NGINX announced the departure of founder Igor Sysoev from NGINX and F5. and writes: “Igor Sysoev has chosen to leave F5 in order to spend more time with his family and friends, as well as personal projects. Thank you for everything you have done to make the world’s websites better.”
According to the NGINX blog, Igor Sysoev started developing NGINX in the spring of 2002. Igor Sysoev observed the rapid growth of the Internet and found that the way Apache HTTP Server handled connections did not scale to meet the growing needs of the Internet. So he set to work on dealing with this problem and envisioned a better way to handle web traffic - a novel architecture that would allow high-traffic websites to better handle tens of thousands of concurrent connections and cache all kinds of content, such as images or videos that would cause a site’s pages to load slowly.
After several companies in Russia and abroad started using NGINX, Igor officially released NGINX to the public on October 4, 2004 and made it open source.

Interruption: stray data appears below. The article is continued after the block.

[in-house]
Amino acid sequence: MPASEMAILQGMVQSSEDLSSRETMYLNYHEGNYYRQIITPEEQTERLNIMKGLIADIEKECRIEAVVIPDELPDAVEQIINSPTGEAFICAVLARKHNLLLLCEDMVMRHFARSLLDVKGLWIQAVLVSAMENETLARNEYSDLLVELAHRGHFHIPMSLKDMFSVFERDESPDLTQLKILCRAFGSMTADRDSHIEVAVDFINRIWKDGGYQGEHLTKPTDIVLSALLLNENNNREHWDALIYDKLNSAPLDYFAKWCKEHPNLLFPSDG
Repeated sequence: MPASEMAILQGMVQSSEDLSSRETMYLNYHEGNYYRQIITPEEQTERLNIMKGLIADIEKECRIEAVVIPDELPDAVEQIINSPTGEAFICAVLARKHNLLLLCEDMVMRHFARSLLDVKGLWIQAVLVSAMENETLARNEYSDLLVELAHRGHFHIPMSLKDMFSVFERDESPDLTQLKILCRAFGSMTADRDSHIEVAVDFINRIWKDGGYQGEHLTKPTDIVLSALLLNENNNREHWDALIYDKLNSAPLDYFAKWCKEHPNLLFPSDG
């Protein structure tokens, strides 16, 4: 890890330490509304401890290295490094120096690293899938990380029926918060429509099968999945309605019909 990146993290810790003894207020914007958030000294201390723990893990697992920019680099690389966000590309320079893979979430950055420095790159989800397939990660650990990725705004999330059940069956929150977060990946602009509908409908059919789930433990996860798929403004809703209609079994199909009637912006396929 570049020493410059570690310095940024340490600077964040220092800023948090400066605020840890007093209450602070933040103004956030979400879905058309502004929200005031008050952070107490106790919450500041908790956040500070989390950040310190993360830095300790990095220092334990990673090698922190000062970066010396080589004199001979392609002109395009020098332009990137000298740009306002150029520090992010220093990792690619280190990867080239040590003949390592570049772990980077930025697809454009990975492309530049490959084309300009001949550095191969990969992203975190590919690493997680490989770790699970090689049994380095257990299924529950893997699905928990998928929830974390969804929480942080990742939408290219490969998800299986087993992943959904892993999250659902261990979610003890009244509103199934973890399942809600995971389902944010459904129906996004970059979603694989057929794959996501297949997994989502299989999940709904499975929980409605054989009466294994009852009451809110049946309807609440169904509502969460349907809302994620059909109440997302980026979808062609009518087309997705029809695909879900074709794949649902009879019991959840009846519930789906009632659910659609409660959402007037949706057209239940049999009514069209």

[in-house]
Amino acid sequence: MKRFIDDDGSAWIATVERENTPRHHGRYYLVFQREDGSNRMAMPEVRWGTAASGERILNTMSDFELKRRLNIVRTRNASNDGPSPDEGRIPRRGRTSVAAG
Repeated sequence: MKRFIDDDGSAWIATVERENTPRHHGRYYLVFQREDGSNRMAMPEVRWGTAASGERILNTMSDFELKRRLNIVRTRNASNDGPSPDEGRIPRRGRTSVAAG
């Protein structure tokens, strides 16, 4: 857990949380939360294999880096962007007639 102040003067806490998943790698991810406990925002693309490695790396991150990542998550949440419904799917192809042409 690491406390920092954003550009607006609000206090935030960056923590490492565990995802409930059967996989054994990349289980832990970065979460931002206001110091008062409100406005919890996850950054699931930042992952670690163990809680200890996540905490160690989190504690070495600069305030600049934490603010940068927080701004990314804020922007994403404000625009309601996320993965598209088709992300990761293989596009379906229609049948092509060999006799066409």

For the next seven years he was solely responsible for the development and maintenance of NGINX. During this time, he wrote hundreds of thousands of lines of code and NGINX evolved from just a web server and reverse proxy to a true ‘Swiss Army knife’ for web applications and services, adding important core features such as load balancing, caching, security and content acceleration. NGINX quickly gained market share thanks to its excellent performance and rich set of features.
In 2011, Igor and co-founders Maxim Konovalov and Andrew Alexeev set up NGINX to start commercialising services around NGINX, which seemed very new at the time in terms of adding functionality to commercial versions in the form of proprietary modules, a model that many open source startups have adopted until now.
sendfile(2) system call implementation that was integrated into the FreeBSD operating system.
▲ From right: Igor Sysoev, CEO Gus Robertson, co-founders Andrew Alexeev and Maxim Konovalov
On March 11, 2019, F5 acquired NGINX for $670 million.